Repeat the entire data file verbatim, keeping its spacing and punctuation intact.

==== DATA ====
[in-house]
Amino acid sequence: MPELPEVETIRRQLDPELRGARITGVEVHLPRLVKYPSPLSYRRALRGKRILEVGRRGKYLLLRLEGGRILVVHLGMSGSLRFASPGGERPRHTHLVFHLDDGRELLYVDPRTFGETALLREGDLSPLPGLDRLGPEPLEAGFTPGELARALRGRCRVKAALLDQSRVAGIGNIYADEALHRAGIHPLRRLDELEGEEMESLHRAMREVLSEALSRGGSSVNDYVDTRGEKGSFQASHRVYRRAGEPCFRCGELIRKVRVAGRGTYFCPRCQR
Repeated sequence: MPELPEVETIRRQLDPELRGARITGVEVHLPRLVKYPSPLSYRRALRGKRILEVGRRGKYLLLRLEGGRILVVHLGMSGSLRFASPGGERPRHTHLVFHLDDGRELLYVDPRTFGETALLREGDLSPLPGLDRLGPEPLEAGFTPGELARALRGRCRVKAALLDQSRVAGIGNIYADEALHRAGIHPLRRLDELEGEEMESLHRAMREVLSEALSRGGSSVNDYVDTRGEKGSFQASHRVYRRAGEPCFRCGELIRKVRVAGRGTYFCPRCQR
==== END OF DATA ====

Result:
[in-house]
Amino acid sequence: MPELPEVETIRRQLDPELRGARITGVEVHLPRLVKYPSPLSYRRALRGKRILEVGRRGKYLLLRLEGGRILVVHLGMSGSLRFASPGGERPRHTHLVFHLDDGRELLYVDPRTFGETALLREGDLSPLPGLDRLGPEPLEAGFTPGELARALRGRCRVKAALLDQSRVAGIGNIYADEALHRAGIHPLRRLDELEGEEMESLHRAMREVLSEALSRGGSSVNDYVDTRGEKGSFQASHRVYRRAGEPCFRCGELIRKVRVAGRGTYFCPRCQR
Repeated sequence: MPELPEVETIRRQLDPELRGARITGVEVHLPRLVKYPSPLSYRRALRGKRILEVGRRGKYLLLRLEGGRILVVHLGMSGSLRFASPGGERPRHTHLVFHLDDGRELLYVDPRTFGETALLREGDLSPLPGLDRLGPEPLEAGFTPGELARALRGRCRVKAALLDQSRVAGIGNIYADEALHRAGIHPLRRLDELEGEEMESLHRAMREVLSEALSRGGSSVNDYVDTRGEKGSFQASHRVYRRAGEPCFRCGELIRKVRVAGRGTYFCPRCQR